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Discussion Starter · #1 ·
Hello, all....

I am having some warranty work performed on my 2012 Evora S. At the same time as that work is being done, I have been offered the chance to have the clutch replaced with no labor costs. The new clutch itself is about $1,400--obviously, the labor costs associated with installing it would be a lot more if the repair had to occur.

The car has about 3,000 miles on it and I have had no problems at all with the clutch. Even my mechanic said that at this point, there is no "clinical" reason to have it replaced.

Considering all of this, I am inclined to not spend $1,400 to repair a clutch that currently doesn't need repairing. Would anyone recommend pulling the trigger and replacing the clutch? (Note that any necessary clutch repair that might ultimately be required would not be covered under warranty, unless caused by a manufacturer's defect.)

Thanks.
 

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Why would you ever pay money to fix something that isn't broken? The warranty would only ever cover something due to manufacturer's defect.

Spending $1400 to replace a perfectly working clutch with free labor seems akin to buying new tires after 200 miles because someone offers you free balancing.
 

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I would be inclined to ask why someone would even make that offer. Either he knows more about your clutch than he is telling you, or he is looking for a guinea pig to experiment with.
 

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what warranty work are they doing that would require engine out?
agree. If engine/trans being removed for "warranty work". then visual inspection of clutch disc/flywheel, both for wear or signs of abuse (galling, hot spots etc, could easily be done-(15-20 min to r&r pressure plate). If no wear/abuse evident, than save the $1400 parts cost.......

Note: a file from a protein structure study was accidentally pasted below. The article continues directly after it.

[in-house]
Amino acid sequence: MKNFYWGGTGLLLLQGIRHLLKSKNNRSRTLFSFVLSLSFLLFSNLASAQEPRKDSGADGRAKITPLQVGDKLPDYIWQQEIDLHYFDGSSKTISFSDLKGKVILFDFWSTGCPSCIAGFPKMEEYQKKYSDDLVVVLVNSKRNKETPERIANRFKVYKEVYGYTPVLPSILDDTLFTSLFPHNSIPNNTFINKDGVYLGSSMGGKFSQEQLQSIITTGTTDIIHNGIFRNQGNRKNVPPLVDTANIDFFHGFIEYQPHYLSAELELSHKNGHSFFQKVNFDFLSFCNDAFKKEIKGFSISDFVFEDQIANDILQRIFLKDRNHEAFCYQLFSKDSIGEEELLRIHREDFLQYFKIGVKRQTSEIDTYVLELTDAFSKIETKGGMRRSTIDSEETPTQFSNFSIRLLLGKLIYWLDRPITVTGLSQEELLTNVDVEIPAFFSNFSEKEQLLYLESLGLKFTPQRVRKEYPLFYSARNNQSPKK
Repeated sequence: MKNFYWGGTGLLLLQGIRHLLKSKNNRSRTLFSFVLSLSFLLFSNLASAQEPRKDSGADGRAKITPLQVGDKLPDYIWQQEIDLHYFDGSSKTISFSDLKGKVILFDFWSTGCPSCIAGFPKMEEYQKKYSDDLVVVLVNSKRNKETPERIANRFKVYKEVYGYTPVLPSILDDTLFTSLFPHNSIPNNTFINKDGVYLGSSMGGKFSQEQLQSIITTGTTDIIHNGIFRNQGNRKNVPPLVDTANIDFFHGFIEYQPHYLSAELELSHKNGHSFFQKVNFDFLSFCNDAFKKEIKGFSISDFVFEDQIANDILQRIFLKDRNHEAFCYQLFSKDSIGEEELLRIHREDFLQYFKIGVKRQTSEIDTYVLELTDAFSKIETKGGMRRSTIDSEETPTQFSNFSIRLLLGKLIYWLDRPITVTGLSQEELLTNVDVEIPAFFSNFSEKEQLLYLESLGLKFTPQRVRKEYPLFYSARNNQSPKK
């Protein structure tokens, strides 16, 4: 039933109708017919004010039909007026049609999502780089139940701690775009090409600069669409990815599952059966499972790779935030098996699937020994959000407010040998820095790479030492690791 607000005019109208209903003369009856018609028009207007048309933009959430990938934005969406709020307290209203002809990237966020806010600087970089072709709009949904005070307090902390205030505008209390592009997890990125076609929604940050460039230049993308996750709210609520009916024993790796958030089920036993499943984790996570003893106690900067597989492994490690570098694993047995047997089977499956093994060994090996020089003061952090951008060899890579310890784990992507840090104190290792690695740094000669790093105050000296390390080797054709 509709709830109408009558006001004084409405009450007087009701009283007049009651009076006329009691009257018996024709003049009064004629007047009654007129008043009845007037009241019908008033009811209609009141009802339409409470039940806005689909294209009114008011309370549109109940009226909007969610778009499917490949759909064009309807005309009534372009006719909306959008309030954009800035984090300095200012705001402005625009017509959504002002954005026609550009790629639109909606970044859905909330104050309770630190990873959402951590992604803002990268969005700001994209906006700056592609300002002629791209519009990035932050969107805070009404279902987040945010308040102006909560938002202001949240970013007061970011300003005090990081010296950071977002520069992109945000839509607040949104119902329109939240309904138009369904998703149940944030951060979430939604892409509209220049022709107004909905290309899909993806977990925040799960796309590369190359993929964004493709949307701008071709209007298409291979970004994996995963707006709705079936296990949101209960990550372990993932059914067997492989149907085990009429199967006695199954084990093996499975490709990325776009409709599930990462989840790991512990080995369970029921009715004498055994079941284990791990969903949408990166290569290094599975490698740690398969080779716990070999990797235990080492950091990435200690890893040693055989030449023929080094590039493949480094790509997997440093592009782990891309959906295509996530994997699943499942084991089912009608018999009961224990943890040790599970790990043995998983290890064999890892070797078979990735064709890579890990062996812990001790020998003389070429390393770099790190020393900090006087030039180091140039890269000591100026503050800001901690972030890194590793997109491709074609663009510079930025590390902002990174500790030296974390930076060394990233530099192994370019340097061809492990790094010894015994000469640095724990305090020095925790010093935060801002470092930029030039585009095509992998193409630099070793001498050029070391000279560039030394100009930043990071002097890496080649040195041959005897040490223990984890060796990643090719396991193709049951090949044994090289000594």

As an aside, the mechanic's offer seems unusual........after 3000 miles, clutch wear should be insignificant, with proper driving, and I wonder about the opportunity to apply a parts charge of $1400, while leaving in perfectly good OEM parts.......just a thought.................
 

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would be nice to see someone come out with an aftermarket clutch kit (performance), the cars have been out for years now and it has been shown that the OEM clutch is not that great wear and durability wise.
 

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would be nice to see someone come out with an aftermarket clutch kit (performance), the cars have been out for years now and it has been shown that the OEM clutch is not that great wear and durability wise.
Instal the S clutch for a higher performance; but as to wear and durability it has not been shown to be a problem with the disc and pressure plates but rather problems with the disengagement mechanism; heat in fluid, bearing, spacers, bore size machining, etc.
 

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FWIW: When we first purchased our 2011 Elise, it had 13,000 miles on it and the transmission was replaced under warranty. I paid for replacing the clutch while the transmission was out. It seemed like a wise decision at that time, especially since I didn't know how the previous owner used the car.
 

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13000 is 4 x 3000 so more justifiable; besides on any unneeded work the chance of a new throwout bearing being perfect or even better than what is in place is not 100%
 

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Discussion Starter · #11 ·
Thanks to all. I'll have the visual inspection done but unless it discloses something wrong (which seems unlikely), I'm going to save the $1,400....
 

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i would worry more about the condition of the throwout bearing and spacer than the friction plate...the friction plates seem to hold up fine, as mentioned, it is other parts that fail.


when my clutch was replaced for unknown reasons (no one could figure out what was causing it to bind) the friction plate looked great at 20k miles
 

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i would worry more about the condition of the throwout bearing and spacer than the friction plate...the friction plates seem to hold up fine, as mentioned, it is other parts that fail.


when my clutch was replaced for unknown reasons (no one could figure out what was causing it to bind) the friction plate looked great at 20k miles
That sounds familiar.:scratchhead: We concluded it may have the sticky goo on the drive shaft blocking movement of the throwout bearing.:facepalm
 
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